In many countries, it is not the policy, as such, but the budgetary, technical and/or administrative implementation of the specific policy that falls short and needs to be adjusted to generate positive impact for smallholders. Policy instruments and institutional arrangements have to be designed and built in a technically feasible and effective way for the objective of poverty reduction and food security to be reached. And learning between countries on the pros and cons of these instruments is key in this innovation and policy design process. ESFIM’s overall objective is to generate demand-driven action research supportive to the policy activities undertaken by farmers’ organisations to strengthen the capacities of smallholder farmers in developing countries to generate remunerative cash income from markets by creating an enabling policy and regulatory environment as well as effective economic organisations and institutions.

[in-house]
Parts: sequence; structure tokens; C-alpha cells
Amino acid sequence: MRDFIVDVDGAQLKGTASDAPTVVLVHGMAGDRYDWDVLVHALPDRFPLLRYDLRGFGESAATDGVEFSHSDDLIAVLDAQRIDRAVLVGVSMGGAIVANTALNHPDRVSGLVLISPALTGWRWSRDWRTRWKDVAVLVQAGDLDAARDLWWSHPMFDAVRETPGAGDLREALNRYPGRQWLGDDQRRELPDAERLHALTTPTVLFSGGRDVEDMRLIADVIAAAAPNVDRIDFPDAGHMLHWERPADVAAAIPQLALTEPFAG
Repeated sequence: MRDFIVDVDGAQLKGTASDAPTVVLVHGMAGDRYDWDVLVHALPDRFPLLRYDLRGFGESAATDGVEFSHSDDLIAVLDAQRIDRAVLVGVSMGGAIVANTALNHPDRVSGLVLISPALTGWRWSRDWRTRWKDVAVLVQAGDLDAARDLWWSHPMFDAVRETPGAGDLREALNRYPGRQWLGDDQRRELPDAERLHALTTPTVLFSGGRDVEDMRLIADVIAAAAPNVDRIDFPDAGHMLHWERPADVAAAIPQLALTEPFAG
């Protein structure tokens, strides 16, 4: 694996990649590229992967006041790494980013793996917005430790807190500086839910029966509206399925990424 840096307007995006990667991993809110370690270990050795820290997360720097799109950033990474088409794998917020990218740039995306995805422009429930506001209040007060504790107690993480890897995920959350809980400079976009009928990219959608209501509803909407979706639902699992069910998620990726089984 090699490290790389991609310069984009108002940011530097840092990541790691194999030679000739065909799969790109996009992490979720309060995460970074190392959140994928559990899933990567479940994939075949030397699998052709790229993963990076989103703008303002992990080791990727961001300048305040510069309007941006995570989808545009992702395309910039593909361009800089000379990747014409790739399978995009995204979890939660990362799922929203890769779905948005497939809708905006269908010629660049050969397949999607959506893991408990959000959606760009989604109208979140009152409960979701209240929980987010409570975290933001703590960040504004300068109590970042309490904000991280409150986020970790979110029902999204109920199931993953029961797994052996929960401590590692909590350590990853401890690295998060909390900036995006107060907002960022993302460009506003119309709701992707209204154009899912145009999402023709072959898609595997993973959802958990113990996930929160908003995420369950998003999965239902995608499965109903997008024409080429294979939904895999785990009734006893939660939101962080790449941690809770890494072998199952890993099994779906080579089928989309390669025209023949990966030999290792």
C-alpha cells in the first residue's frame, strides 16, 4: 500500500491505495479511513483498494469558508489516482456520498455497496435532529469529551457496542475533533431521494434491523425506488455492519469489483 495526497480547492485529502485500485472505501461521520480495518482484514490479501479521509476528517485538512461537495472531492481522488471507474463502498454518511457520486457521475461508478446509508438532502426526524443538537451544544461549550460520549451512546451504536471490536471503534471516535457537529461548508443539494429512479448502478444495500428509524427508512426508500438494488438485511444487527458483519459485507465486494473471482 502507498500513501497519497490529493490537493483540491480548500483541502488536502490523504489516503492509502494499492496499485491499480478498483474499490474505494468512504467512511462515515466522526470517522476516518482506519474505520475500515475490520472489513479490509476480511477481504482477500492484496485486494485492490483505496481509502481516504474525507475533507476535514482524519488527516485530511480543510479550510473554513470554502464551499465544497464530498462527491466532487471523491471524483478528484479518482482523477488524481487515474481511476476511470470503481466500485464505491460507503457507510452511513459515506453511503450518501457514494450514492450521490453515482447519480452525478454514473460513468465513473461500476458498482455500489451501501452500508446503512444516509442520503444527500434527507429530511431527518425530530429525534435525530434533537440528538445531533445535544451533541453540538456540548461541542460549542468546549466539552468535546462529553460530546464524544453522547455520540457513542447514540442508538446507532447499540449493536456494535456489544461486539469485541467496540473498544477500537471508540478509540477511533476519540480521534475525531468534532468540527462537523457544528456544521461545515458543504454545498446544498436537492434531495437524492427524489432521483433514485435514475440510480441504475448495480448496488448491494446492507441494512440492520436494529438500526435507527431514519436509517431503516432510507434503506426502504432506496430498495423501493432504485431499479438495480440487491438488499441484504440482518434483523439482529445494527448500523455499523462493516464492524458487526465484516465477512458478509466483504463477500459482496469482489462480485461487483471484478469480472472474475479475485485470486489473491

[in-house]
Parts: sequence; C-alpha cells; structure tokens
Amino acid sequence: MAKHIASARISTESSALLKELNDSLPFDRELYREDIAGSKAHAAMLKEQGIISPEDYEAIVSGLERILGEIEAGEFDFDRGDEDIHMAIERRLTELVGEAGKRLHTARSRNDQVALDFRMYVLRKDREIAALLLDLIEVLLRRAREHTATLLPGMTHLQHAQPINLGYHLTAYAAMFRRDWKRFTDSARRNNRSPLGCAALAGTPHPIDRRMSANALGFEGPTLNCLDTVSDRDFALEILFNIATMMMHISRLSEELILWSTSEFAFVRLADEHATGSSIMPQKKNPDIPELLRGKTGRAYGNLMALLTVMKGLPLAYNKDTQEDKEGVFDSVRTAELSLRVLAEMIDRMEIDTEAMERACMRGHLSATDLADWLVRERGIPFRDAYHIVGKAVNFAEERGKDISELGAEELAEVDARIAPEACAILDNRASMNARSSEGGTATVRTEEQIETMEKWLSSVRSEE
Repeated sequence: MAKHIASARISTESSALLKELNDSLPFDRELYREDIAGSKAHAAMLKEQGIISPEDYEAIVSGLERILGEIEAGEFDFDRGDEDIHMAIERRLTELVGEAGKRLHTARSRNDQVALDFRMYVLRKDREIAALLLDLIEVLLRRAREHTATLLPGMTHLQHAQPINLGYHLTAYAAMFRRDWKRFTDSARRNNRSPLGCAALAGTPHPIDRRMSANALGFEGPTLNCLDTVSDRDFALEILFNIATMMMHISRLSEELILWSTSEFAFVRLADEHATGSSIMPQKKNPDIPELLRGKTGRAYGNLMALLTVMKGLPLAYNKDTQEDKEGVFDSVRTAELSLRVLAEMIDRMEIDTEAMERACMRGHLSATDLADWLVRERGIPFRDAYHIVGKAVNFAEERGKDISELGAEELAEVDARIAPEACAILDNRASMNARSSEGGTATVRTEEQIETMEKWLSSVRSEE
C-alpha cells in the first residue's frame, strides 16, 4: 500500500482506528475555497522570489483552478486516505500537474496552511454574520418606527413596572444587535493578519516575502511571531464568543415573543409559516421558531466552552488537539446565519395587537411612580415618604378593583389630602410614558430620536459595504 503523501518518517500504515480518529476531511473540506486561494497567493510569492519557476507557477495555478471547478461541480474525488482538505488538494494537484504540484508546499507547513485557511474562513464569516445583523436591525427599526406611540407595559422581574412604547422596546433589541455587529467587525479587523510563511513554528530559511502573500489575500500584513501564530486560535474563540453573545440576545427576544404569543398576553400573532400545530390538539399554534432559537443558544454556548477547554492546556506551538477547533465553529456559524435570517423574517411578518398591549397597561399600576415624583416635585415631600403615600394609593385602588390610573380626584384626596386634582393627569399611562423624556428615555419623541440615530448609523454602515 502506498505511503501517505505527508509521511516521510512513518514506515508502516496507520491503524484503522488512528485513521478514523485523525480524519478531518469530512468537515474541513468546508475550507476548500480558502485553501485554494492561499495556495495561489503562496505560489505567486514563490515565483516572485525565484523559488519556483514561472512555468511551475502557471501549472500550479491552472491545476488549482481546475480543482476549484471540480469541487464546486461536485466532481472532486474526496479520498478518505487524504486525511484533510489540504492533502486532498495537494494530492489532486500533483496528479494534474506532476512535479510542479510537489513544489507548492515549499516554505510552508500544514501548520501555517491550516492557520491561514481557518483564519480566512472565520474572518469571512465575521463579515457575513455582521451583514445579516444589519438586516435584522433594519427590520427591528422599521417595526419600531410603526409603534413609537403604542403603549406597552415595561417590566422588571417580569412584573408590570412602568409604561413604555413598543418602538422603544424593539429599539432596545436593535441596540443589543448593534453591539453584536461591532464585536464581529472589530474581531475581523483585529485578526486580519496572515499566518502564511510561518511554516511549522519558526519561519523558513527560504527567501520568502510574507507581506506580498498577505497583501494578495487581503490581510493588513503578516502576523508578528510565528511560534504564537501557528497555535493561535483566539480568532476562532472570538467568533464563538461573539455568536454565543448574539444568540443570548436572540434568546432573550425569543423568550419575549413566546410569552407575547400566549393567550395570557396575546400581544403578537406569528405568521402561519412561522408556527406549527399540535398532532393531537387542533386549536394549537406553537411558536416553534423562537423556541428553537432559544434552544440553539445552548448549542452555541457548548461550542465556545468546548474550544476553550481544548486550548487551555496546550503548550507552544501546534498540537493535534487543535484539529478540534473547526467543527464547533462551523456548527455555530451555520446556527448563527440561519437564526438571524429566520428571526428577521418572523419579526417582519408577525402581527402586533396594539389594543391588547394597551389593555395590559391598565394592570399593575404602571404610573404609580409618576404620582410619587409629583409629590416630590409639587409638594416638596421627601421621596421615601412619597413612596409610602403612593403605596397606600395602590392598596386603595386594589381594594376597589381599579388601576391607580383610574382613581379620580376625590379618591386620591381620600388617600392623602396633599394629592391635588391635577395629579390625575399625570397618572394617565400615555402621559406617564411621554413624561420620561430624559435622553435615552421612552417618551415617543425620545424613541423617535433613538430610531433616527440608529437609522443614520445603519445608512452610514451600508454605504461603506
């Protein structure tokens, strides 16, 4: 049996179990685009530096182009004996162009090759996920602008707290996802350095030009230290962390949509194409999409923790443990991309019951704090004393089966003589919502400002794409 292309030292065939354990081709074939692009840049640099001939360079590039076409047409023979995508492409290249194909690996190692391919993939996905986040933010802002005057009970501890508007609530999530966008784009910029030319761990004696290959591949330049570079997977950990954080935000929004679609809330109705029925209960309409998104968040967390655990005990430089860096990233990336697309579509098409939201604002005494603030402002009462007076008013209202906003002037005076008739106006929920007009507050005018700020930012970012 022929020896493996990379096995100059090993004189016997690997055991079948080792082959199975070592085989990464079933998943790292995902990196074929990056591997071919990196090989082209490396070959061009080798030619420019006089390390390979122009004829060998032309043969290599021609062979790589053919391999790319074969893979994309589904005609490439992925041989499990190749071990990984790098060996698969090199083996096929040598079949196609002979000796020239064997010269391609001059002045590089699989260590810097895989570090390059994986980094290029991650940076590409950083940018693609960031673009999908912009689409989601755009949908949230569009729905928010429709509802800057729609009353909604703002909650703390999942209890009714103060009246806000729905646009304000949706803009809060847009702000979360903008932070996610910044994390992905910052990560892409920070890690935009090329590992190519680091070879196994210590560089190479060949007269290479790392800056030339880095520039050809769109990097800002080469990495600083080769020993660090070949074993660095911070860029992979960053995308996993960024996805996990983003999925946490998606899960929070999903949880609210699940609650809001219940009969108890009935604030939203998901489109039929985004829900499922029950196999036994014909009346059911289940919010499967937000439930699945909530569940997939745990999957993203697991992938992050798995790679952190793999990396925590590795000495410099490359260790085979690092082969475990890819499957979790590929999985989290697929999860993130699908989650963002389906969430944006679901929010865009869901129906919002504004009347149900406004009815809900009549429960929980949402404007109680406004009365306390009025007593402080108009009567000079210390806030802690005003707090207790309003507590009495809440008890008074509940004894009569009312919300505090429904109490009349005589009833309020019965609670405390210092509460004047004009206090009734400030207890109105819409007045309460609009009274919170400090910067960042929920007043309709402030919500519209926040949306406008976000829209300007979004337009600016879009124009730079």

ESFIM Research for advocacy had two components:
Collaborative research in ten countries
Comparative research on four themes